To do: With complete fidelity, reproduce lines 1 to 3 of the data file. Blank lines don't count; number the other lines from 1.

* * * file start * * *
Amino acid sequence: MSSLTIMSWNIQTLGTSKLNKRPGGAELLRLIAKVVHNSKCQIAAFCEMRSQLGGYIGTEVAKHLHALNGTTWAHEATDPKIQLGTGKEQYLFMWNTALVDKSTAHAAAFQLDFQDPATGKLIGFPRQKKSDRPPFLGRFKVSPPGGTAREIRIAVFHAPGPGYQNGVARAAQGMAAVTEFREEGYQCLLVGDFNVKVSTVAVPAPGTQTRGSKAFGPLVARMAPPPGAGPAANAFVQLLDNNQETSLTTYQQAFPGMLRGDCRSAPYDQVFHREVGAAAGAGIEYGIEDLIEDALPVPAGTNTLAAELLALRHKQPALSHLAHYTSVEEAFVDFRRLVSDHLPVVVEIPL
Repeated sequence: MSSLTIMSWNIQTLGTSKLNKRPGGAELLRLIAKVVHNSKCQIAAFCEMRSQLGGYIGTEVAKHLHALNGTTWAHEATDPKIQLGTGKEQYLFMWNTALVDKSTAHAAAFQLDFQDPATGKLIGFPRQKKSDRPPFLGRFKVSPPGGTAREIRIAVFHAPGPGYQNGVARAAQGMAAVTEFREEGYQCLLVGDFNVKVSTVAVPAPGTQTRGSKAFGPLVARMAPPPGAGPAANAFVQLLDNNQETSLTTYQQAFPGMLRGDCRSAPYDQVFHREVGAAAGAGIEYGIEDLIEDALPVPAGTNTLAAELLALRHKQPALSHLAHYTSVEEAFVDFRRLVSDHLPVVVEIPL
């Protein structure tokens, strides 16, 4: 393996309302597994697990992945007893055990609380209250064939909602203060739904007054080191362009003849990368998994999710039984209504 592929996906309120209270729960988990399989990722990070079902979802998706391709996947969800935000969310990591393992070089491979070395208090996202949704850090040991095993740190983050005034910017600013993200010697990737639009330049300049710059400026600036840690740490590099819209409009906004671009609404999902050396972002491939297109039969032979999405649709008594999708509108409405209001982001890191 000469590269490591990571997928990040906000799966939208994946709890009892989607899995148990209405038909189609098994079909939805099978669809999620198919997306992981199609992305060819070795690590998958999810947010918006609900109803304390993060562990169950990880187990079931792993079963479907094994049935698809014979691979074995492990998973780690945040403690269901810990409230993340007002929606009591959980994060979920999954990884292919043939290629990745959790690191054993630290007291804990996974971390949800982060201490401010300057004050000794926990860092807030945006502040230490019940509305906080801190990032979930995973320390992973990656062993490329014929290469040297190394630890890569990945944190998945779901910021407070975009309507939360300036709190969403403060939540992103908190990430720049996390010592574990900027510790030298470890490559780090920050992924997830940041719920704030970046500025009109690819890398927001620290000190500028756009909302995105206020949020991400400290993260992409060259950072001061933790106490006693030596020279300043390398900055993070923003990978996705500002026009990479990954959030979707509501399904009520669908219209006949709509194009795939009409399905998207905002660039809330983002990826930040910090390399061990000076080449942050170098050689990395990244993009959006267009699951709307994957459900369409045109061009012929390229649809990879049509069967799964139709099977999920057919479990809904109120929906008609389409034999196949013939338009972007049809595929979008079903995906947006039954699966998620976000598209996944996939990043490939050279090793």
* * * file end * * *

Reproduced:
Amino acid sequence: MSSLTIMSWNIQTLGTSKLNKRPGGAELLRLIAKVVHNSKCQIAAFCEMRSQLGGYIGTEVAKHLHALNGTTWAHEATDPKIQLGTGKEQYLFMWNTALVDKSTAHAAAFQLDFQDPATGKLIGFPRQKKSDRPPFLGRFKVSPPGGTAREIRIAVFHAPGPGYQNGVARAAQGMAAVTEFREEGYQCLLVGDFNVKVSTVAVPAPGTQTRGSKAFGPLVARMAPPPGAGPAANAFVQLLDNNQETSLTTYQQAFPGMLRGDCRSAPYDQVFHREVGAAAGAGIEYGIEDLIEDALPVPAGTNTLAAELLALRHKQPALSHLAHYTSVEEAFVDFRRLVSDHLPVVVEIPL
Repeated sequence: MSSLTIMSWNIQTLGTSKLNKRPGGAELLRLIAKVVHNSKCQIAAFCEMRSQLGGYIGTEVAKHLHALNGTTWAHEATDPKIQLGTGKEQYLFMWNTALVDKSTAHAAAFQLDFQDPATGKLIGFPRQKKSDRPPFLGRFKVSPPGGTAREIRIAVFHAPGPGYQNGVARAAQGMAAVTEFREEGYQCLLVGDFNVKVSTVAVPAPGTQTRGSKAFGPLVARMAPPPGAGPAANAFVQLLDNNQETSLTTYQQAFPGMLRGDCRSAPYDQVFHREVGAAAGAGIEYGIEDLIEDALPVPAGTNTLAAELLALRHKQPALSHLAHYTSVEEAFVDFRRLVSDHLPVVVEIPL
């Protein structure tokens, strides 16, 4: 393996309302597994697990992945007893055990609380209250064939909602203060739904007054080191362009003849990368998994999710039984209504 592929996906309120209270729960988990399989990722990070079902979802998706391709996947969800935000969310990591393992070089491979070395208090996202949704850090040991095993740190983050005034910017600013993200010697990737639009330049300049710059400026600036840690740490590099819209409009906004671009609404999902050396972002491939297109039969032979999405649709008594999708509108409405209001982001890191 000469590269490591990571997928990040906000799966939208994946709890009892989607899995148990209405038909189609098994079909939805099978669809999620198919997306992981199609992305060819070795690590998958999810947010918006609900109803304390993060562990169950990880187990079931792993079963479907094994049935698809014979691979074995492990998973780690945040403690269901810990409230993340007002929606009591959980994060979920999954990884292919043939290629990745959790690191054993630290007291804990996974971390949800982060201490401010300057004050000794926990860092807030945006502040230490019940509305906080801190990032979930995973320390992973990656062993490329014929290469040297190394630890890569990945944190998945779901910021407070975009309507939360300036709190969403403060939540992103908190990430720049996390010592574990900027510790030298470890490559780090920050992924997830940041719920704030970046500025009109690819890398927001620290000190500028756009909302995105206020949020991400400290993260992409060259950072001061933790106490006693030596020279300043390398900055993070923003990978996705500002026009990479990954959030979707509501399904009520669908219209006949709509194009795939009409399905998207905002660039809330983002990826930040910090390399061990000076080449942050170098050689990395990244993009959006267009699951709307994957459900369409045109061009012929390229649809990879049509069967799964139709099977999920057919479990809904109120929906008609389409034999196949013939338009972007049809595929979008079903995906947006039954699966998620976000598209996944996939990043490939050279090793």